The Church of St. Andrew
St Andrew's Church is a simple but beautiful building standing in a favoured position high above the village, protected on the north-east by the Castle Mound and on the south-west by the River Kennet. The site is an ancient one. The church sits on a raised oval churchyard, partially levelled at the west end in the late 19th century, which indicates that it is probably a pagan holy site.
It was first recorded in the Domesday survey with an endowment of 20 acres of land. Nothing of this early, probably wooden, building remains. The present flint and stone structure was built by successive Bishops of Rochester between the 13th and 14th centuries. In 1867-1869 major restoration and alterations were sympathetically carried out by the architect G. E. Street. Work included a new vestry, south porch, tiled floor, roof decoration and stained glass windows. A decade or so later the thatched roof was replaced with clay tile.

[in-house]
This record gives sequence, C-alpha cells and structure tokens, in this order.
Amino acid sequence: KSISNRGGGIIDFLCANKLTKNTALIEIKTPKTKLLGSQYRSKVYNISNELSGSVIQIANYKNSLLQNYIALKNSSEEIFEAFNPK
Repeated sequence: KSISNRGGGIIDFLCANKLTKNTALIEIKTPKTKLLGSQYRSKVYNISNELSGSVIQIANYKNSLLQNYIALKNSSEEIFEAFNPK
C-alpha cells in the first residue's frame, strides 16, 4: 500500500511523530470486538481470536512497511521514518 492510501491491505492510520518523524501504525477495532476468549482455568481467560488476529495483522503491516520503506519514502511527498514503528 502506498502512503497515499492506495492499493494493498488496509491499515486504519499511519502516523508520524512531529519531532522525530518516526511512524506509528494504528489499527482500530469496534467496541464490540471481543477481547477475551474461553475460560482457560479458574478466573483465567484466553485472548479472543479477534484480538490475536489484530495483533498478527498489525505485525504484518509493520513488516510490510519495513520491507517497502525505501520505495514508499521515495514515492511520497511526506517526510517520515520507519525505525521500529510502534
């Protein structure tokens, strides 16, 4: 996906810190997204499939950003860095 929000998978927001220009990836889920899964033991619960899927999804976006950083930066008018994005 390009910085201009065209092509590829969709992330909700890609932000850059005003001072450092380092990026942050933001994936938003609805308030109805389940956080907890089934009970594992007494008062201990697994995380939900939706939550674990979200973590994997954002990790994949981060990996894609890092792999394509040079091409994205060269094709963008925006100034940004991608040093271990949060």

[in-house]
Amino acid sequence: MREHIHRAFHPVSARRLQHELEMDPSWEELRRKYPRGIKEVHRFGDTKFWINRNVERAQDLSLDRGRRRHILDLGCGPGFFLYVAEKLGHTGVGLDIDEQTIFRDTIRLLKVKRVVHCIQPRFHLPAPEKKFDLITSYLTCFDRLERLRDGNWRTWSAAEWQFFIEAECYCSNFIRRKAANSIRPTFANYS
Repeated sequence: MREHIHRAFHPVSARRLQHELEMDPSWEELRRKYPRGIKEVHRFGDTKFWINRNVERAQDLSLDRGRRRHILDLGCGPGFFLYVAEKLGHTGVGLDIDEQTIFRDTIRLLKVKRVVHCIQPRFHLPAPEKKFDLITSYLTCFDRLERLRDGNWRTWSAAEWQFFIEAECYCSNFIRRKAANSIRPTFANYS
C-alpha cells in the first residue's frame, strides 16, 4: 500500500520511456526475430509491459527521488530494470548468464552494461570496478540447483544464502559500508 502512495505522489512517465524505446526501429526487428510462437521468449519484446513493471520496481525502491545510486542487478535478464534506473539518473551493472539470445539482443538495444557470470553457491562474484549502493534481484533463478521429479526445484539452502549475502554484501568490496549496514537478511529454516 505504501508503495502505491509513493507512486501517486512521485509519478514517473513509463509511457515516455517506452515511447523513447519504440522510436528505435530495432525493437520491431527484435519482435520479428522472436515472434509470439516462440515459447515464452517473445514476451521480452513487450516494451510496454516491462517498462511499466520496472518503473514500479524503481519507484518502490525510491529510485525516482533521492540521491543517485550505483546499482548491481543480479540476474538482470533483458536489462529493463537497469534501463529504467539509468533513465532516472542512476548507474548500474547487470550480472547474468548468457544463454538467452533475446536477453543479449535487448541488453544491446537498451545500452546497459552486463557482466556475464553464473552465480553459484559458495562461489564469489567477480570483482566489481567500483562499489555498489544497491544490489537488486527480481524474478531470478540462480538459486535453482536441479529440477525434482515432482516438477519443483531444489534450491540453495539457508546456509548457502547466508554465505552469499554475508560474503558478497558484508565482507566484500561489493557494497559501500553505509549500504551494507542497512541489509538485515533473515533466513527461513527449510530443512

The Chancel was completed in the early 13th century. The east above the altar takes the form of a triple lancet with intersecting mullions and dates from around 1300 and illustrates three episodes from the life of Christ: the Nativity, the Last Supper and the discovery of the empty tomb. (1) The glass is modern, circa 1869, by John Hardman and is considered to be a good example of his work in East Anglia. Two recently restored commandment boards of the Lord's Prayer and The Creed, dating from 1845, stand either side of the altar.